Need to Know
22 : 06 : 22

A concept kitchen to transform sustainable eating, a digital scent in homage to hand-crafted perfumes, and why young Europeans are buying fake luxury goods.

This concept kitchen comes with a sustainability coach

GRO concept by Electrolux, Stockholm
GRO concept by Electrolux, Stockholm
GRO concept by Electrolux, Stockholm

Sweden – A concept kitchen by home appliance company Electrolux is setting a new standard for sustainable eating. GRO is a kitchen system that uses sensors and artificial intelligence to deliver personalised eating and nutrition suggestions.

The system, which was created using behavioural science research findings, is intended to encourage more sustainable eating habits. A countertop smoker, steam oven, grill drawer and fermentation pantry are just a few of the modules of the GRO system, which can be completely customised to suit a consumer’s preferences.

The device will also feature a touchscreen with the GRO Coach digital system that will deliver meal suggestions, goal-setting, nutritional and cooking coaching, and progress-tracking. To encourage climate action, the system will also visualise the user's eating habits and how they directly affect the environment.

What’s more, the kitchen can also analyse a customer’s food inventory and provide recommendations based on what’s in the refrigerator, avoiding food waste. While we have seen home appliances that use the Internet of Things to build Connected Kitchens, AI-powered sustainability coaches could be a significant development in this market.

Strategic opportunity

While the GRO kitchen is still a concept, could home appliance companies create phone apps that offer similar services?

Playful pain relief inspired by psychedelic rock

Dr Milo identity by Mac & Toni, US Dr Milo identity by Mac & Toni, US
Dr Milo identity by Mac & Toni, US Dr Milo identity by Mac & Toni, US

US – Hemp wellness brand Dr Milo is responding to the gap in the market for visually appealing pain relief products. Its hero product, a topical pain relief serum, features bright red and yellow accents on an aluminium tube. Meanwhile, vibrant typography helps the serum stand out amid the clinical aesthetics of similar medical products.

Through these visual cues, the brand aims to inject a sense of joy and positivity into the realities of managing chronic pain. ‘Our target was to create a more fun pain relief tube with a 1970s vibe for the older generation while staying poppy and fun,’ says the brand. ‘Our primary stacked logo is a custom font, our wave design was inspired by an Australian psychedelic rock band and the bright red poppy brand colour was inspired by the red cross to convey healing.’

We’ve been tracking the evolution of the Pain Management Market in recent years, identifying innovations for specialist products and alternative care services.

Strategic opportunity

When targeting older consumers with health and wellness products, don’t be afraid to balance certified medical information with bold packaging and communications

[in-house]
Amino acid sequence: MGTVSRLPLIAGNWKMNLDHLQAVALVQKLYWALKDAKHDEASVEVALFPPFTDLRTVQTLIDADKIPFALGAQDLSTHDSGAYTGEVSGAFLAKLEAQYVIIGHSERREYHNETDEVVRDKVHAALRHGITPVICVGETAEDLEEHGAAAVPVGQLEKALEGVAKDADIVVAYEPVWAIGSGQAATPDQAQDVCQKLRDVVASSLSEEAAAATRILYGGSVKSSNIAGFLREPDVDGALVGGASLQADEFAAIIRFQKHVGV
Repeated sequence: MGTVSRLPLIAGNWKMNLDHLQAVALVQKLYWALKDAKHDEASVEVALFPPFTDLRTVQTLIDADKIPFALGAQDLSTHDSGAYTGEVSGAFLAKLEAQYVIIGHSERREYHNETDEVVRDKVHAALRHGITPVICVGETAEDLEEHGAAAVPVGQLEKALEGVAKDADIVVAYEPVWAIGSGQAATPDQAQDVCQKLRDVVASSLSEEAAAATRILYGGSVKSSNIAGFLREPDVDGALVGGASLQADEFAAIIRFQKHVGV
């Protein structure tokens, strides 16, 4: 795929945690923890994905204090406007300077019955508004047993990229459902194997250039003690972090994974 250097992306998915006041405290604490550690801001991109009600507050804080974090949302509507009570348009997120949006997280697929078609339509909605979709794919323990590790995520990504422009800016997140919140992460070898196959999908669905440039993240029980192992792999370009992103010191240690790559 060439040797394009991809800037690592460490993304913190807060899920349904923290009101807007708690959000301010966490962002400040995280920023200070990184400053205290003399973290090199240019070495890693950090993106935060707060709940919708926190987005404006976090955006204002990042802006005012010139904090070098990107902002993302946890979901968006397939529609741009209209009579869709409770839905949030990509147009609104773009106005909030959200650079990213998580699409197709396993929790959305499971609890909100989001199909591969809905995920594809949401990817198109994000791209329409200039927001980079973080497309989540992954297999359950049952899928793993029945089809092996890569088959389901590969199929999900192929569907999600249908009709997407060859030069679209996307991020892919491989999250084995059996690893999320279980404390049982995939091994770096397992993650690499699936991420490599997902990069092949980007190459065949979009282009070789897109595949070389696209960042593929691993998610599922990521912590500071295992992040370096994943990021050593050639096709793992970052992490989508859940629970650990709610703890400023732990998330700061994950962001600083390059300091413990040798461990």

Byredo uses NFTs to spotlight the craft of perfume

Sweden – Perfume company Byredo and digital fashion start-up RTFKT are teaming up to create a digital scent that pays tribute to the hand-crafted origins of perfume. The AlphaMeta collaboration features NFTs that include both physical and digital assets.

The two companies collaborated with Paris-based design agency M/M to visually represent 26 ingredients that express feelings of naivety, harmony, acuity and virtue. Customers can then use these ingredients, which have been minted as NFTs, to create their own unique scents. Benoit Pagotto, the co-founder of RTFKT, describes this process as mixing together ingredients ‘like potions in video games’. The limited-edition, customised fragrances will then be produced, allowing consumers to wear their own formula.

While we have seen Digital Fragrances entering the beauty sector for some time, this collaboration shows how technology can be used to unlock consumer creativity and shed a light on the hand-crafted history of perfume production. ‘A single scent is incapable of representing this virtual world, so we formulated a lexicon of elements that collectors can combine at will to make something entirely unique,’ says Ben Gorham, founder and creative director of Byredo.

Byredo in collaboration with RTFKT, US

Strategic opportunity

For consumers who don’t have much experience with digital collectibles, phygital NFTs might be more attractive. Take inspiration from Byredo and create a digital asset that can be exchanged for a physical object

Stat: European Generation Z are investing in fake luxury

Mulberry, UK Mulberry, UK

While fake luxury goods have historically had a bad reputation, new research reveals that many young Europeans are embracing counterfeit goods. According to a study by European Union Intellectual Property Office (EUIPO), more than half (52%) of 15–24-year-olds living in the EU say they have purchased at least one fake item online in the past 12 months.

A total of 37% have bought at least one fake product intentionally over the previous 12 months, while an equal proportion have done so unintentionally. The highest proportion of respondents (17%) purchased knock-off clothing and accessories, followed by footwear (14%), electronics (13%) and beauty products (12%). Interestingly, 24% believe there is no difference between genuine and counterfeit goods.

This rise in purchasing fake goods is primarily due to costs, with inflation and sky-high living costs meaning that customers are seeking Aspirational Fakes to maintain their personal sense of style.

Strategic opportunity

Given this embracing of fake products, luxury brands must focus on customer touchpoints that can’t be replicated – such as branded spaces, experiences and expert customer service

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